What Alinity’s Ban Says About Twitch Culture

Audiences are complicit in the many challenges women face on the platform.

It wouldn’t be the first time Twitch had to step in to reprimand a creator for violating their guidelines, but their latest in the series while unsurprising on its face, reveals a ton about the platform’s culture as it struggles to curb misogynistic attitudes within.

Alinity’s past hasn’t been devoid of controversy–it wasn’t that long ago that the creator aggressively threw her cat behind on camera, prompting many to question if there is a recurring pattern of animal abuse when the lights are off. With resentment against Alinity being at a constant high, it wasn’t a surprise then that a nip slip during a recent stream eventually got her a 24-hour suspension, much to the ire of many viewers–within streaming circles on social media, it was impossible to evade the clip, signaling perhaps that Alinity’s popularity has played a smaller part in publicizing her gaffe than most would like to think.

Twitch culture is a living paradox of itself– viewers like to claim that scantily-clad women have no place on the platform, all-the-while tuning in to their streams in large numbers. A blanket colloquialism recently-coined — but had been long been present in African American Vernacular English — for the latter category is “simp”, which is usually employed to decry transactionalism when expressing kindness towards a female streamer–while the term has come to also signify tamer manifestations of the same phenomenon, its origins are deeply rooted in a heavy disdain for popular female streamers, which are seen by a loud minority as uniquely greedy compared to the rest of Twitch.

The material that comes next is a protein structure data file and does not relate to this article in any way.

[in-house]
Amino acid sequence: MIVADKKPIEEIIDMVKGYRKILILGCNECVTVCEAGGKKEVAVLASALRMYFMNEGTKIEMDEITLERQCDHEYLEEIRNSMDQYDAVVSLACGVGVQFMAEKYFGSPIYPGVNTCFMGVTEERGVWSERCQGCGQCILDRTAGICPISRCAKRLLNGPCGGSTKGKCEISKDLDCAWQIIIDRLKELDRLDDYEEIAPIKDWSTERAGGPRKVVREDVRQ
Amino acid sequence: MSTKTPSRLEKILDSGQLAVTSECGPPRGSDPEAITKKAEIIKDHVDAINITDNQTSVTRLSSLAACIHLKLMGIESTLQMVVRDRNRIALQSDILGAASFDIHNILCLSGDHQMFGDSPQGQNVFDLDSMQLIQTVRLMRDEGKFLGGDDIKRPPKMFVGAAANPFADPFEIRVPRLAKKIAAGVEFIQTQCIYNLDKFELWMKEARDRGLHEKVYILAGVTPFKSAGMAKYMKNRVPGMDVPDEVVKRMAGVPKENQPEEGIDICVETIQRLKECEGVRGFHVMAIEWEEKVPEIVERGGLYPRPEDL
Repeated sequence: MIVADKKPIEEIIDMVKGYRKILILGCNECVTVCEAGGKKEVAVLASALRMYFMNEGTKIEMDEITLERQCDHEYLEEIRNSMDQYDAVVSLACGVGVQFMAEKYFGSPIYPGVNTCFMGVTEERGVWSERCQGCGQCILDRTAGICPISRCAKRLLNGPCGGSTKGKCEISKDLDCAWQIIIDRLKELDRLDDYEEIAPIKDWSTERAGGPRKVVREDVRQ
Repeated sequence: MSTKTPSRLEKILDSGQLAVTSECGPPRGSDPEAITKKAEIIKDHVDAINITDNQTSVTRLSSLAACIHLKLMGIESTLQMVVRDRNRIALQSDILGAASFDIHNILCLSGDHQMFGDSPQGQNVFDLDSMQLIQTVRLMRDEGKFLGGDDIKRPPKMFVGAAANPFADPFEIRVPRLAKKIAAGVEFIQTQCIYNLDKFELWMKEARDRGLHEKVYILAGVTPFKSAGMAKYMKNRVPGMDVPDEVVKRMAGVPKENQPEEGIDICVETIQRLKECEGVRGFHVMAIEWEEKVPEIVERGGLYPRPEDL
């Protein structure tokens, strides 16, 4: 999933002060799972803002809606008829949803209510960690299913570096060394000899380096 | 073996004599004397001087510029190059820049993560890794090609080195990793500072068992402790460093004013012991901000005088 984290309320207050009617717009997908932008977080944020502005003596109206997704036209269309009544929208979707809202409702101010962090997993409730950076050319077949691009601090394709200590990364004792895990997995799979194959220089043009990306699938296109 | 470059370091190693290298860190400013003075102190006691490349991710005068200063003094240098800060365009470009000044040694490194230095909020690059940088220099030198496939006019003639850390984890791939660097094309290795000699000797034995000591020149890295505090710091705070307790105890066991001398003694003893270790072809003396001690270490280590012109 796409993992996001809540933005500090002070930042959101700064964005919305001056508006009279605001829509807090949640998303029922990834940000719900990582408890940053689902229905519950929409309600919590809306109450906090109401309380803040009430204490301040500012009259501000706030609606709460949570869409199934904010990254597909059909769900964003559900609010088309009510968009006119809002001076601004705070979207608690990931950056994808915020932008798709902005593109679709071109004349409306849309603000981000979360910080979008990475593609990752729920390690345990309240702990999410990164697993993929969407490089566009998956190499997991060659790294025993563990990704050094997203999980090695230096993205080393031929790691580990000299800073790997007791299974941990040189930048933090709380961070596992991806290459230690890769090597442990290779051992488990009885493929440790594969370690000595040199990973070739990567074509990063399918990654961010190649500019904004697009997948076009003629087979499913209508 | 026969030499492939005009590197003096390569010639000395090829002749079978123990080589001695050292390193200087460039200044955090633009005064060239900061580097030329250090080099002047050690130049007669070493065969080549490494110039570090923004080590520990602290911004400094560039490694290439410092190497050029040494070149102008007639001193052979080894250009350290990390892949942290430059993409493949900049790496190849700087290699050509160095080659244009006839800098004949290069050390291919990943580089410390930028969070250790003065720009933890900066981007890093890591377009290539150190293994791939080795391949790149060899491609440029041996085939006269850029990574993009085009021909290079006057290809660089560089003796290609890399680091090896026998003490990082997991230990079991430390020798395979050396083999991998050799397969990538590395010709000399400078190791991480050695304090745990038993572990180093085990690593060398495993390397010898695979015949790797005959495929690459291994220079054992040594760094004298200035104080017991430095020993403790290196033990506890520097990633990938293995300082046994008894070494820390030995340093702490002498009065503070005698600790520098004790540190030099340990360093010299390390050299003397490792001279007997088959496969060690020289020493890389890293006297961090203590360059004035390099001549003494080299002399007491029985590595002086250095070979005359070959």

This common accusation hit its peak when a plea for subscriptions by political streamer BadBunny went viral, leading to renewed discussion on the culture of financial predation on the platform– even though Nicole made sure to emphasize that aggressively asking for money was just part of her streaming personality, her reputation had already become forever tainted by the incident. InvaderVie recently faced similar criticism — albeit under more troubling circumstances — but it was yet another case where unique individuals are being punished for systemic platform issues, and it just so happens that women are on the receiving end more-often-than-not.

Part of the issue lies in Twitch’s business model–because the platform invests only in its most popular creators, and tries to evade potential PR liabilities in the process, they do force the fringe to tread on the limits of their guidelines. OnlyFans and Chaturabte do exist for more explicit content, but neither of them are owned by Amazon or look to woo advertiser money–because of Twitch’s hybrid setup, the upper class is afforded leniency, all-the-while acknowledging the inherent difficulty in recanting something as visually or aurally resonant as a nip slip or a racial slur. But while hate speech seems to enjoy the benefit of being judged based on context — with PewDiePie’s infamous uttering of the n-word dubbed as a “heated gamer moment” by some — it is clear that Alinity has not received that treatment in kind.